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Is aspartame a deadly carcinogen?


Probably not.

Although there are some published studies that question the safety of the artificial sweetener aspartame, there is over 20 years of much stronger research which directly contradict these findings. In fact, the studies that have most recently labeled aspartame as a possible carcinogen have all been conducted by the Ramazzini Foundation in Italy. While the Ramazzini Foundation is a legitimate research institute, the findings of these specific studies have been disputed by both the European Food Safety Authority, who referenced many confounding factors and inconsistencies in the methods and results, and by the Food and Drug Administration (FDA).

History of Debate

Aspartame is an artificial, no-calorie, sweetener used in many products such as Diet Pepsi, sugar free ice cream and diet iced tea. It was approved for use by the FDA in 1981 after a lengthy process spanning nearly ten years. At the time its approval was controversial, with people questioning the reliability of the FDA studies and concerns that the former FDA commissioner was pressured to approve aspartame. These claims were evaluated and debunked by the U.S. Government Accountability Office in 1987. In 1996, when an episode of 60 Minutes discussed the approval process of the FDA, the original claims against aspartame's approval began to resurface, resulting in the generation of conspiracy theories.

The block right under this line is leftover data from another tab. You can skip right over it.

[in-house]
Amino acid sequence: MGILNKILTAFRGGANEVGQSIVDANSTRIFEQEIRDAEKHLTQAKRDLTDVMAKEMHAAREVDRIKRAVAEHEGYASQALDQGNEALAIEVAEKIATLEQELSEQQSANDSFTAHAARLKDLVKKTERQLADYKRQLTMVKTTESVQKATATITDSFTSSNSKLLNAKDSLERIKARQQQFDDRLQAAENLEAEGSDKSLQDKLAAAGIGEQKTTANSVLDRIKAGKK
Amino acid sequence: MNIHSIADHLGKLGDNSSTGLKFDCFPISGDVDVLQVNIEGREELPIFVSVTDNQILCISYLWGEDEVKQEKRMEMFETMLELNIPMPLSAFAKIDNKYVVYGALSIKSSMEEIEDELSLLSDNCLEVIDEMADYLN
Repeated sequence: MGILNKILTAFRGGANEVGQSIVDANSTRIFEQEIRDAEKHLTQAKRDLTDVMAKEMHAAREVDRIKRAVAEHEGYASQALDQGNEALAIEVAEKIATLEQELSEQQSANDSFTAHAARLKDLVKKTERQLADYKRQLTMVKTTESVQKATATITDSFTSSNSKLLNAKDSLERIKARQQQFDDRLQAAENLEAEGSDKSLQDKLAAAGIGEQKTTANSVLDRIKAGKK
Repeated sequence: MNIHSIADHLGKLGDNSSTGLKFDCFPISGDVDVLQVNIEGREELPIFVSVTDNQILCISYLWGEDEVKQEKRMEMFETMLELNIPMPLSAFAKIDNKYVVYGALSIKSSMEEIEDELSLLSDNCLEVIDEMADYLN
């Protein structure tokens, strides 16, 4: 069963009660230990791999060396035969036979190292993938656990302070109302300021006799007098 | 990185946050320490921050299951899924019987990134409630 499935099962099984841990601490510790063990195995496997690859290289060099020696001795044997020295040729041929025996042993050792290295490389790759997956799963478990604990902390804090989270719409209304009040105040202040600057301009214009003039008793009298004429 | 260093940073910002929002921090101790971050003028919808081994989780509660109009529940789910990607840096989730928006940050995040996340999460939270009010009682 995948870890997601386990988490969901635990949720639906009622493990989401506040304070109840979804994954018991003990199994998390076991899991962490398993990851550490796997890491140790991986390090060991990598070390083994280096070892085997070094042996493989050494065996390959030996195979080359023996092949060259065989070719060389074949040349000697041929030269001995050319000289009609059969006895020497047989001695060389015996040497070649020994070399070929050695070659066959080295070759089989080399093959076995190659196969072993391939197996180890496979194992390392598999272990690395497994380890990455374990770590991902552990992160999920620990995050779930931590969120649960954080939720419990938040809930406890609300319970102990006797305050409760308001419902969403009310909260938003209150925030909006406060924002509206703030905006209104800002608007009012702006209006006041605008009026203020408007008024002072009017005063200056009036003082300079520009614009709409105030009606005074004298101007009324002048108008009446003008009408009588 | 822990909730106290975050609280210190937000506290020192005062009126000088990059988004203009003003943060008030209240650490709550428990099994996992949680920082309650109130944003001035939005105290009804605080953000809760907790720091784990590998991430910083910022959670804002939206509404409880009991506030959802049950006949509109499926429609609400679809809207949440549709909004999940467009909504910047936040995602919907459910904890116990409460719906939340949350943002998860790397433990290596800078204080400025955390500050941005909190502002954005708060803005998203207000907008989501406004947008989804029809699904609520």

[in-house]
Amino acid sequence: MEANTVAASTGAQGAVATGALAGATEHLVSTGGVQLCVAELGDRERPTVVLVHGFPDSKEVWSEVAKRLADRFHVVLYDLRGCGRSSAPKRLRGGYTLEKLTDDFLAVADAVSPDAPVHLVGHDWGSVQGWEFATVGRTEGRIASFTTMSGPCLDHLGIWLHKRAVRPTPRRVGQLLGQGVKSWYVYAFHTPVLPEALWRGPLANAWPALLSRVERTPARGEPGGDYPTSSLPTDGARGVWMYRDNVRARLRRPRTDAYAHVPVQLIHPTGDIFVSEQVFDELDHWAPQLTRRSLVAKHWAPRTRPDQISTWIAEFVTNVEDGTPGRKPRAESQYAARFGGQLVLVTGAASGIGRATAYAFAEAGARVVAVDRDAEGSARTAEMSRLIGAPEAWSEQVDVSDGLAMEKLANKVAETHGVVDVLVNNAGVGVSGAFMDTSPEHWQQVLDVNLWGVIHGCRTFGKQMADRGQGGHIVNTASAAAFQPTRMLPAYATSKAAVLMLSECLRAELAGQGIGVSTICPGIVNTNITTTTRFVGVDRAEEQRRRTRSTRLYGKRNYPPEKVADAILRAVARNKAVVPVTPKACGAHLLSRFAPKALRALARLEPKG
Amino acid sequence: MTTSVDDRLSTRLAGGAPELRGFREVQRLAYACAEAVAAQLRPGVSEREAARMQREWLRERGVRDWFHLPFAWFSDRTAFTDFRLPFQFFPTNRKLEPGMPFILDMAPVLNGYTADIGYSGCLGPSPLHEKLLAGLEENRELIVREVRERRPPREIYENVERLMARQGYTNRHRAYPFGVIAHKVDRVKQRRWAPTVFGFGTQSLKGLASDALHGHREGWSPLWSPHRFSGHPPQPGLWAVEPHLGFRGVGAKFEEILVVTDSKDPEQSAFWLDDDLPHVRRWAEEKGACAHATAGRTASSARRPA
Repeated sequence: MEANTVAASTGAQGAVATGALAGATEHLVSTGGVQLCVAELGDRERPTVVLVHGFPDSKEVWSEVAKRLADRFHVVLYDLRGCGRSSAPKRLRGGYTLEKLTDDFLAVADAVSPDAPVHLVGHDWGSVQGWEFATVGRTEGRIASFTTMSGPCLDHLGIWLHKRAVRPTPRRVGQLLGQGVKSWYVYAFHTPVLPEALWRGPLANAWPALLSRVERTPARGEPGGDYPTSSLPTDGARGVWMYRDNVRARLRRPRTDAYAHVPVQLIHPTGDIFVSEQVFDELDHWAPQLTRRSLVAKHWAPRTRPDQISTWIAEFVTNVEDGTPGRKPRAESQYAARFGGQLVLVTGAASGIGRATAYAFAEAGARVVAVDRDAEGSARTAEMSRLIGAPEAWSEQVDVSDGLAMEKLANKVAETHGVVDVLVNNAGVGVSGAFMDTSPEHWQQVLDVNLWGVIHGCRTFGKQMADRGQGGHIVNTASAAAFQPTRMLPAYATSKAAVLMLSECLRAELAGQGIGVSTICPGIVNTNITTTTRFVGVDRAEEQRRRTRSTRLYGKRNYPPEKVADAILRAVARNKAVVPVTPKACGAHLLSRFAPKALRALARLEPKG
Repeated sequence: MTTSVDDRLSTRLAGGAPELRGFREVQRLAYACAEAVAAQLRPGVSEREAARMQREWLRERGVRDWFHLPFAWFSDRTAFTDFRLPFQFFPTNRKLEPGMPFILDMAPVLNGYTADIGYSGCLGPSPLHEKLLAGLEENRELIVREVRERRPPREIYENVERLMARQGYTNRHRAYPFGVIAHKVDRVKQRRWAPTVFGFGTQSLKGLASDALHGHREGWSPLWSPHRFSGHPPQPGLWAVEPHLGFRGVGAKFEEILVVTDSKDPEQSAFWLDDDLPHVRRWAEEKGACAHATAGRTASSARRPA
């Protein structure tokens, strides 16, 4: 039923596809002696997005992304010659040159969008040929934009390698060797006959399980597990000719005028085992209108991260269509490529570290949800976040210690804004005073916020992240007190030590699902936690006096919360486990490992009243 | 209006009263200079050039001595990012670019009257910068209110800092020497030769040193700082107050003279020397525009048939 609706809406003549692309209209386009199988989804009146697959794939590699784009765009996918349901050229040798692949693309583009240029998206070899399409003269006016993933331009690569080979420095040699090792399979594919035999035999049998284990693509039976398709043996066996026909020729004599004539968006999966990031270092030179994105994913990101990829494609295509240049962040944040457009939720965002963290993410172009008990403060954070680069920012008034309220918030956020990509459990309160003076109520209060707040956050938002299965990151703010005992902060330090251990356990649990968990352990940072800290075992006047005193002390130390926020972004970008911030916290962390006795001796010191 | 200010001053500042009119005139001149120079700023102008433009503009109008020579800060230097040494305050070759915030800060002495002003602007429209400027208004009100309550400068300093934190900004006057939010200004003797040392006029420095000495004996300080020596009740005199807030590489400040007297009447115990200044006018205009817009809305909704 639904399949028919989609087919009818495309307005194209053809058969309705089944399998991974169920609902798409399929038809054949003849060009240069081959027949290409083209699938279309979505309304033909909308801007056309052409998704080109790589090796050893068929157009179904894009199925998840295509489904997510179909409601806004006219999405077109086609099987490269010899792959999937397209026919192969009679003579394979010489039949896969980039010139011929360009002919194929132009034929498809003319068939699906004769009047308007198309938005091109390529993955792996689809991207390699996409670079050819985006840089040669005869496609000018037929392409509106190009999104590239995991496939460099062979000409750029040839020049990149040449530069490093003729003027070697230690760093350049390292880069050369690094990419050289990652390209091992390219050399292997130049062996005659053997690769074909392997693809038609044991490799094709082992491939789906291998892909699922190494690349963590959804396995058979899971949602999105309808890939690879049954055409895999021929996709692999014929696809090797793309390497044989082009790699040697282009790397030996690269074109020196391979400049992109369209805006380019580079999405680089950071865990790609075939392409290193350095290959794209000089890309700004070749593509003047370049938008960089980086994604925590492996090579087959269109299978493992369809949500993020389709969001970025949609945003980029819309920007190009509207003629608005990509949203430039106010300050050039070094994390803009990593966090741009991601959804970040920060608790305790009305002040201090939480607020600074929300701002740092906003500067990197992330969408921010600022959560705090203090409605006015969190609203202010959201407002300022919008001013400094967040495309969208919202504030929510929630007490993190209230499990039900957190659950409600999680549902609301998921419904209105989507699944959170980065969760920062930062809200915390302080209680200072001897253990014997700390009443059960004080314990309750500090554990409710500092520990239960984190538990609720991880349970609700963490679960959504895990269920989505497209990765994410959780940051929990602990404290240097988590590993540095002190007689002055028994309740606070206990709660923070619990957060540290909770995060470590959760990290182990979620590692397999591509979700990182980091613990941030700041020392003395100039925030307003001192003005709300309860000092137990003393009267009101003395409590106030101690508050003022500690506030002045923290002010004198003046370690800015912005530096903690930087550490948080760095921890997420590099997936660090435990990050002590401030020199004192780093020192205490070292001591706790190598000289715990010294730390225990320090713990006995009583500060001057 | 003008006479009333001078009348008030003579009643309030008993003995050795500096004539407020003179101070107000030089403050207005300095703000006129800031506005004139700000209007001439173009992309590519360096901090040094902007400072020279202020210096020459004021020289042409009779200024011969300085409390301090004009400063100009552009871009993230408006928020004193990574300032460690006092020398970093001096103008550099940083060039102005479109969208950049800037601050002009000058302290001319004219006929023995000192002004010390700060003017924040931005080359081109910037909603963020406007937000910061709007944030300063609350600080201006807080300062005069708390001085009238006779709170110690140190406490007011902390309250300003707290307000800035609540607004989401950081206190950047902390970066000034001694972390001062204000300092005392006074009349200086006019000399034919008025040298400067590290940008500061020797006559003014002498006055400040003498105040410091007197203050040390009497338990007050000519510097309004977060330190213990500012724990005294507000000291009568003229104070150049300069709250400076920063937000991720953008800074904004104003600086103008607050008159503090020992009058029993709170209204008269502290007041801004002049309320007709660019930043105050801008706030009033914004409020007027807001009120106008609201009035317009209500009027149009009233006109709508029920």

Since then, there have been multiple studies published, in 2006, 2007 and 2010, which called into question the safety of aspartame. These studies were conducted on lab rats by researchers from European Ramazzini Foundation of Oncology and Environmental Sciences in Italy. Each of the studies concluded, in some capacity, that aspartame could possibly increase the risk of some cancers, including blood cancers such as leukemias and lymphomas. The Ramazzini Foundation does not seem to have a specific tie to any one funding source, but since their research relies heavily on investigating whether compounds we are regularly in contact with are a cause of cancer, they may feel inclined to publish literature suggesting a compound promotes cancer rather than does not in order to gain more attention.

Since the publication of these studies by the Ramazzini Foundation there have been a multitude of articles written by newspapers, news sites such as Buzzfeed and "natural" health bloggers about the topic. This claim has continued to be perpetuated throughout social media and the blogosphere, often without clear reference to its origin.

Issues and Analysis